On January 14, 2004 President George W. Bush set a new course for the National Aeronautics and Space Administration (NASA) and the future of U.S. manned spaceflight, which has come to be known as the "Vision for Space Exploration" (VSE). He called on the agency to "gain a new foothold on the Moon and to prepare for new journeys to the worlds beyond our own." The top priorities are:
The return to the Moon would occur gradually, first with robotic probes to lunar orbit starting in 2008, followed by robotic surface missions and by human missions as early as 2020. This new direction represents a significant paradigm shift in U.S. space policy. In order to achieve these new goals, NASA is embracing a "stepping stones and flexible building blocks" approach to space exploration. This is in contrast to the "giant leap" approach of programs like Apollo. In parallel with developing the CEV and CLV, NASA has started defining the science and exploration objectives for lunar surface exploration, likely centered around the establishment of a lunar outpost at the lunar South Pole, near or on the rim of Shackelton Crater. The Lunar Architecture Team (LAT) has recently released its Lunar Architecture Study that further articulates this plan.
While the U.S. public appears to be generally supportive of the return to the moon, there have been concerns within the space science community that the funding required to develop the human lunar transportation system will jeopardize the vitality of unmanned space science missions. Emphasizing the scientific successes and popularity of the Hubble Space Telescope, and the success of recent Mars robotic missions, space scientists, astrophysicists and astronomers are concerned with the future of unmanned space science. This is mainly so because NASA's budget has been essentially flat ($16.8 billion FY 2007) and is expected to remain so in the foreseeable future. Essentially this is a zero sum game situation.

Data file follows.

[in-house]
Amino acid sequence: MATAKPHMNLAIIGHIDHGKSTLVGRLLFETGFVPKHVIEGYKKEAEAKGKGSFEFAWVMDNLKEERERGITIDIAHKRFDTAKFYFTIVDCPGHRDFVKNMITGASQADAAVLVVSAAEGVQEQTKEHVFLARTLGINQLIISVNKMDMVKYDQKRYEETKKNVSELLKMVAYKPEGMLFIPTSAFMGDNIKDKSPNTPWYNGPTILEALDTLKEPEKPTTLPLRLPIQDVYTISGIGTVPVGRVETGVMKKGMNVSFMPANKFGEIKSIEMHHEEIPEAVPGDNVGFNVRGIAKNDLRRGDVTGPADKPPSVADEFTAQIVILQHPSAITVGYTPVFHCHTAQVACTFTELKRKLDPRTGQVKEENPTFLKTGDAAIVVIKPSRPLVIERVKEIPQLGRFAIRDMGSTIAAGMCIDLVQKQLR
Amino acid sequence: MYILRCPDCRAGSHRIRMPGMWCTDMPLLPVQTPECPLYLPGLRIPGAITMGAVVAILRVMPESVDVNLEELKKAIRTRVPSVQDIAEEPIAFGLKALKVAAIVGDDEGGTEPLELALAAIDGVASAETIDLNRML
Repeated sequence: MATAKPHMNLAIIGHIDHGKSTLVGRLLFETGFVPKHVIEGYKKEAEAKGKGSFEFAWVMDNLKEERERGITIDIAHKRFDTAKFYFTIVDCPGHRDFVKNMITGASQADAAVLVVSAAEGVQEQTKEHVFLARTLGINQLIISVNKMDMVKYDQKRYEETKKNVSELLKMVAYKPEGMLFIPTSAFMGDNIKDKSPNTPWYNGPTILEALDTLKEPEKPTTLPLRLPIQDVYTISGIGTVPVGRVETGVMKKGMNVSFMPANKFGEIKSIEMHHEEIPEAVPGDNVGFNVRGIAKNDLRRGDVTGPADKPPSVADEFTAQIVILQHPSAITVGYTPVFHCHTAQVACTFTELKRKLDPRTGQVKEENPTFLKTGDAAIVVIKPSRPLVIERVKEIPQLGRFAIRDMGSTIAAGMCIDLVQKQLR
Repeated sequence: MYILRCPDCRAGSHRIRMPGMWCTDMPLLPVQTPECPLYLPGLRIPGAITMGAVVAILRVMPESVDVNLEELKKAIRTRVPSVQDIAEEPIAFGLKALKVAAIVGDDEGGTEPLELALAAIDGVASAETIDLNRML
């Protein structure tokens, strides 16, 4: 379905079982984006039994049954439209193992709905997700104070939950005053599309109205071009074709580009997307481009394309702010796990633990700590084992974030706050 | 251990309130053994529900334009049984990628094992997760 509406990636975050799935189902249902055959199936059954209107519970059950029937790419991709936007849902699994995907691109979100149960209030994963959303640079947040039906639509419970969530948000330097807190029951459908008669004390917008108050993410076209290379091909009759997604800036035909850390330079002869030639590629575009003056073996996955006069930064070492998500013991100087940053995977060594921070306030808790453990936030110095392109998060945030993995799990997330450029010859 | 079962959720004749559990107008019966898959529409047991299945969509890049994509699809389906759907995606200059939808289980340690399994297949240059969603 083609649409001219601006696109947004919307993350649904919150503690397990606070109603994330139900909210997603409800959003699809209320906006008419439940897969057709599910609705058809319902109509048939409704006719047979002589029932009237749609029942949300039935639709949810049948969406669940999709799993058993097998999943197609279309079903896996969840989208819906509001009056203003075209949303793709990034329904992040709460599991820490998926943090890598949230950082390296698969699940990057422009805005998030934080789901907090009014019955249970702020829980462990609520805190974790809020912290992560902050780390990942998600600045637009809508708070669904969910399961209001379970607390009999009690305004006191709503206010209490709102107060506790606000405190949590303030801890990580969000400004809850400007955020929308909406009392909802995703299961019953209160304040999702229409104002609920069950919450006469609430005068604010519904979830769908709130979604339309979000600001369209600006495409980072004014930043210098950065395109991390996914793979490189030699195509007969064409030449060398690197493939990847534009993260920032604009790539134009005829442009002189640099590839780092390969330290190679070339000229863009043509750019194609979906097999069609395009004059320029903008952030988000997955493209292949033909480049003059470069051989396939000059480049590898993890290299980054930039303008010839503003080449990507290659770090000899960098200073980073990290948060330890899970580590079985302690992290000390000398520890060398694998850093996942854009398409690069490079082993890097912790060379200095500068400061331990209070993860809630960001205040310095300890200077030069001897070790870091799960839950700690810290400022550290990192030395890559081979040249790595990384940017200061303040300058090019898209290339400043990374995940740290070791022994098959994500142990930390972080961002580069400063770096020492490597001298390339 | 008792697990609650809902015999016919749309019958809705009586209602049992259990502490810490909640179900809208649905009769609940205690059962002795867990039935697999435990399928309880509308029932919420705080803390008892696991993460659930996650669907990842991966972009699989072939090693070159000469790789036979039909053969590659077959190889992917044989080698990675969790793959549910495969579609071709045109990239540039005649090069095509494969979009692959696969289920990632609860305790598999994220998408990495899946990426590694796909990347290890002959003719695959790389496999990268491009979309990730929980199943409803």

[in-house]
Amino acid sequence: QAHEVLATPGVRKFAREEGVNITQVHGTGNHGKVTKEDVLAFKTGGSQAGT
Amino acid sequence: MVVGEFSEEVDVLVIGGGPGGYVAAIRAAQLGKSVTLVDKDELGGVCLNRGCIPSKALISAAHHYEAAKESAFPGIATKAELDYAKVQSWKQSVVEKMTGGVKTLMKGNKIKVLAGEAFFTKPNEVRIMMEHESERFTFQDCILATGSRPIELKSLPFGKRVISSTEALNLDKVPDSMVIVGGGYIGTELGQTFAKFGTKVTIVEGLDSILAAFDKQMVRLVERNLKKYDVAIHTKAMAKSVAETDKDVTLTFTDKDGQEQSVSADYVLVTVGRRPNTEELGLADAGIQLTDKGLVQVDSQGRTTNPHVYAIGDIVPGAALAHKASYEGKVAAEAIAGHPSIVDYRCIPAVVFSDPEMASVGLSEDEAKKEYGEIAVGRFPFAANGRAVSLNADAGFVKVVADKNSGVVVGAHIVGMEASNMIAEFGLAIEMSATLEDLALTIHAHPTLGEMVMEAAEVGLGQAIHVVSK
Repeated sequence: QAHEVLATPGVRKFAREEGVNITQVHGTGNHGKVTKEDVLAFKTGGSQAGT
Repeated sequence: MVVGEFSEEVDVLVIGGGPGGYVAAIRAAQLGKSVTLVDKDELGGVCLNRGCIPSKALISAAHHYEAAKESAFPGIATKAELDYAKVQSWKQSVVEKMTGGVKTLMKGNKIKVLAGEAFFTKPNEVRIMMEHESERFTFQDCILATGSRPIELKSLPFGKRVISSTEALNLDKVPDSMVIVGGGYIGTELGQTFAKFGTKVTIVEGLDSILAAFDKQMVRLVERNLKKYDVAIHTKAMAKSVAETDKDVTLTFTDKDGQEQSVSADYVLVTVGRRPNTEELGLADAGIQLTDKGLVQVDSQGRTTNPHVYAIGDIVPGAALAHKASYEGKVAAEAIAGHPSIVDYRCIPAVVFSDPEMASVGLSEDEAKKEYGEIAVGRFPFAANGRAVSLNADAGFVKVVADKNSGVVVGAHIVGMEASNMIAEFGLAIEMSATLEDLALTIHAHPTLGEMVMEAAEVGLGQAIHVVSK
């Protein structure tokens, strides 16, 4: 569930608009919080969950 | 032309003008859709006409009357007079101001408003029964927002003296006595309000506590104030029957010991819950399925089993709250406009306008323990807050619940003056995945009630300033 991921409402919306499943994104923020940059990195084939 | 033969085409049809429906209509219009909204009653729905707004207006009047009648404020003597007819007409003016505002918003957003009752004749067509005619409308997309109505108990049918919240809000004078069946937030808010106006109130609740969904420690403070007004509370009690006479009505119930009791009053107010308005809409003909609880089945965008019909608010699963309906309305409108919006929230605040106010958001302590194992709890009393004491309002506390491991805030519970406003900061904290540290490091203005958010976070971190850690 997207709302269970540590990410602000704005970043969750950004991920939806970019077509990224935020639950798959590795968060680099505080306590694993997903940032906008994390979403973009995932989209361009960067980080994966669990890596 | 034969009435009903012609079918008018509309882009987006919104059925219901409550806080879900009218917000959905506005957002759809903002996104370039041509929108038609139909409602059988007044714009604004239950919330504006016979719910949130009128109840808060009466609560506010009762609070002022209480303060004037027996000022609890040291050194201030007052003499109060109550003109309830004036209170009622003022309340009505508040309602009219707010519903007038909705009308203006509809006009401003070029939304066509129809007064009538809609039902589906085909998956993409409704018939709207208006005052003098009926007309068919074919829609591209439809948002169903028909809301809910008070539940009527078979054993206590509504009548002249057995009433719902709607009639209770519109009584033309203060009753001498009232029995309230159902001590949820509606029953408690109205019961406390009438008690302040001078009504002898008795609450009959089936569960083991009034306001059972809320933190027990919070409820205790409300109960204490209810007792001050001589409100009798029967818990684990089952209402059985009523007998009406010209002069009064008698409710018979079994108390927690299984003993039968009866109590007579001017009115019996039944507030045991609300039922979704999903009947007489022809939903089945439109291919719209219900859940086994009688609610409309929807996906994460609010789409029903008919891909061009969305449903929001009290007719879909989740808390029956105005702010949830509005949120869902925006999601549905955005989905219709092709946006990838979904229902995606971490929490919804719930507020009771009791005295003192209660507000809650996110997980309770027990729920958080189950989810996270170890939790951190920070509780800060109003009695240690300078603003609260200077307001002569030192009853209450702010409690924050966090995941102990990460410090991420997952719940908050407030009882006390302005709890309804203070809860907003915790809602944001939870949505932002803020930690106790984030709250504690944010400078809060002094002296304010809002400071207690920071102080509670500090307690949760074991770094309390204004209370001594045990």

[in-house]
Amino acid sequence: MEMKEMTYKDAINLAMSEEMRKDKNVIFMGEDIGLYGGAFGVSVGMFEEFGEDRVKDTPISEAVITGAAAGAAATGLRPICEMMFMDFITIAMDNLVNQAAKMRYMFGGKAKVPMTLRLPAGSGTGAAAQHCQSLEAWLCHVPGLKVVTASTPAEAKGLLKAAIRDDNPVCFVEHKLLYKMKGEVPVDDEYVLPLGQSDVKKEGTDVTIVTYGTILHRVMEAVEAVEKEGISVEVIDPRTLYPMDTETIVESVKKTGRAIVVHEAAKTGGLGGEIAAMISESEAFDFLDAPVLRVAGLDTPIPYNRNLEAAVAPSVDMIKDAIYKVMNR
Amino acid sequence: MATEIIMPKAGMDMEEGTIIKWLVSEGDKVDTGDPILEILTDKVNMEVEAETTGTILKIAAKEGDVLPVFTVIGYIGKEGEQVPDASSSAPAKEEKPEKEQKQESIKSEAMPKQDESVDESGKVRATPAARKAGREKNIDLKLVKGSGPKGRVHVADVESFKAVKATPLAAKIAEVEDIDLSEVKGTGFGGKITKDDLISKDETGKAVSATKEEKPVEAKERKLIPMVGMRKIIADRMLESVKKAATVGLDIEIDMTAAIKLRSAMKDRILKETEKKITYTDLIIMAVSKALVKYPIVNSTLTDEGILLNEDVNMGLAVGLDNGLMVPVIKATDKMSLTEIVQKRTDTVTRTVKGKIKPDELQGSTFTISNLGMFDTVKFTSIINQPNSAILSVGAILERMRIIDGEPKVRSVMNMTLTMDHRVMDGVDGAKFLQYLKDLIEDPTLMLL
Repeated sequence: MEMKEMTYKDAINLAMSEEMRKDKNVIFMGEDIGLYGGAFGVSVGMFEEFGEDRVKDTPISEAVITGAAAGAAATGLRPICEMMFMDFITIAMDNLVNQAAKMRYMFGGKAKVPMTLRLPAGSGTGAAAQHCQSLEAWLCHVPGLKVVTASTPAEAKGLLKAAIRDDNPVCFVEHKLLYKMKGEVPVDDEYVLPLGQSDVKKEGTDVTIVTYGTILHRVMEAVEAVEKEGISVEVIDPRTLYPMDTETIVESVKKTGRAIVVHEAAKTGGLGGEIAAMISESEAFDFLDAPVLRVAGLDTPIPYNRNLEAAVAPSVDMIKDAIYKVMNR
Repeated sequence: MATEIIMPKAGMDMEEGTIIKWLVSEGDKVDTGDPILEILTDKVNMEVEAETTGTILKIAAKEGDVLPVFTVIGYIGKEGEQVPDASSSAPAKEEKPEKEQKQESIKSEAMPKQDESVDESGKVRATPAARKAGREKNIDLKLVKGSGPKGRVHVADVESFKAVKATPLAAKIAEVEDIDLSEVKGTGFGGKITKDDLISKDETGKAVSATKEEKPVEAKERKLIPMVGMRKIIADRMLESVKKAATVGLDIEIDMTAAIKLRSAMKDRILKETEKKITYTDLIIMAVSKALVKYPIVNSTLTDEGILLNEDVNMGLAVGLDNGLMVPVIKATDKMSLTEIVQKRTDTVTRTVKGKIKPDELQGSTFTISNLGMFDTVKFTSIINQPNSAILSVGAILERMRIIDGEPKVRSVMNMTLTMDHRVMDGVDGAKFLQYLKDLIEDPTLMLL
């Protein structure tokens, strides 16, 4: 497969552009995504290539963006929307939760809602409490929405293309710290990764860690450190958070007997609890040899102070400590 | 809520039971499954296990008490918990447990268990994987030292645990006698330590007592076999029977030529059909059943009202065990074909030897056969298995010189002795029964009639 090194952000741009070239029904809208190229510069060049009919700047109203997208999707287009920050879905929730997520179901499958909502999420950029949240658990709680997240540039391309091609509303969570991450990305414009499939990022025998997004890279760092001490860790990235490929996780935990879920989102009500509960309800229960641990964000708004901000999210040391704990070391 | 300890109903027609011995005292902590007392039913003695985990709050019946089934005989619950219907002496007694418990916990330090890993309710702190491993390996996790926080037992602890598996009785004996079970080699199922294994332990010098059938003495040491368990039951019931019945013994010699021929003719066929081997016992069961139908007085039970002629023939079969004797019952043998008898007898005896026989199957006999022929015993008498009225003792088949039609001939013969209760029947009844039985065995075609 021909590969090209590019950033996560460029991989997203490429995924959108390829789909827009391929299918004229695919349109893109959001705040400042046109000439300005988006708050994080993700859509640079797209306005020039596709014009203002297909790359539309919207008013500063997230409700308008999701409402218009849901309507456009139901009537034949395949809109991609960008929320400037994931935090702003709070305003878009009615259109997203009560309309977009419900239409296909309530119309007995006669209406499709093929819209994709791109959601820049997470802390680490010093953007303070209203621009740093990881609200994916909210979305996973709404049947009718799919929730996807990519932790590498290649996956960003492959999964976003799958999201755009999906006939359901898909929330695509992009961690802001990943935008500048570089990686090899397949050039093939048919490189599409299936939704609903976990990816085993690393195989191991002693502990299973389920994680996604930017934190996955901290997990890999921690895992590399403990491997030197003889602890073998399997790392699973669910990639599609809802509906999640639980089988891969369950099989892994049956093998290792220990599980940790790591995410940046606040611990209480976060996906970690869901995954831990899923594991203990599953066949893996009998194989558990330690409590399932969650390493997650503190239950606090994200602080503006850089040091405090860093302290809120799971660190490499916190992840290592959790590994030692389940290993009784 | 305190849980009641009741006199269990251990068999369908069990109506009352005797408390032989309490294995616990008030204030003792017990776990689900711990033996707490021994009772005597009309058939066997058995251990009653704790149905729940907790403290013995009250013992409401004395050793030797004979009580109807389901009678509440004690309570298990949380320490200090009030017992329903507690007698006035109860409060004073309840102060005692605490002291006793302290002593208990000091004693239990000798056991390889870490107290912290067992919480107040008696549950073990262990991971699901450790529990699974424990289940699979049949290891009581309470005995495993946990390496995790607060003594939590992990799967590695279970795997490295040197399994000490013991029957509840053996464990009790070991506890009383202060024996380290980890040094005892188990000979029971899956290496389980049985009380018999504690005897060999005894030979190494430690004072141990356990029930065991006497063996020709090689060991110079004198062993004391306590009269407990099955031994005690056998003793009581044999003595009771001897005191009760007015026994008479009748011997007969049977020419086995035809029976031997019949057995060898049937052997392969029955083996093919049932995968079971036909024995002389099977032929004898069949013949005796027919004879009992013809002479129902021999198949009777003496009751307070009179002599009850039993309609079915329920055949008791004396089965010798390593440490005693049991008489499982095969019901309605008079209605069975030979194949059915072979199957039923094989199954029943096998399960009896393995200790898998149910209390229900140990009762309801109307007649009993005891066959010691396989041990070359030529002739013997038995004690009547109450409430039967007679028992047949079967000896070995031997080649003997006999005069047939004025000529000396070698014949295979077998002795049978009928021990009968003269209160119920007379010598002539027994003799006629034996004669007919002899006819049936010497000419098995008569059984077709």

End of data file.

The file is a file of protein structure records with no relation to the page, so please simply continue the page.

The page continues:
In an effort to move from this competitive to a collaborative situation, there is interest both at NASA as well as in the broader astrophysics community how the new lunar transportation capabilities can potentially be leveraged for the establishment of a lunar telescope facility. Such a facility might be a win-win for both the unmanned and manned space science communities. However, there is significant controversy whether or not such a facility would be scientifically valuable, technically feasible and financially affordable.
This year's 16.89/ESD.352 Space Systems Engineering class will engage in the question of how to best architect, design, deploy, and operate a lunar telescope facility.
This will require not only consideration of scientific objectives and telescope design, but also the stakeholder context, mission feasibility, budgetary implications, and interfaces with the proposed lunar transportation system. In terms of the type of lunar telescope itself, there are primarily three architectural decisions that are of concern:
Location of a Lunar Telescope (lunar poles North or South, mid-latitudes, equatorial location, in-space at a Lagrange point EML1, EML2 or ESL2).
Wavelength Band of a Lunar Telescope (radio frequency (e.g. <30 MHz), submillimeter, IR, visual, UV)*.
Architecture of a Lunar Telescope (aperture size, monolithic, segmented aperture, interferometer/distributed array).
Clearly, only a subset of these combinations will be both technically feasible and attractive from the perspective of scientific value delivery and cost. There are arguments on both sides of the issue of a lunar telescope. Most of the arguments center around the question of site selection, i.e. surface versus orbital location. But site selection is deeply dependent on the other factors and the intended science program.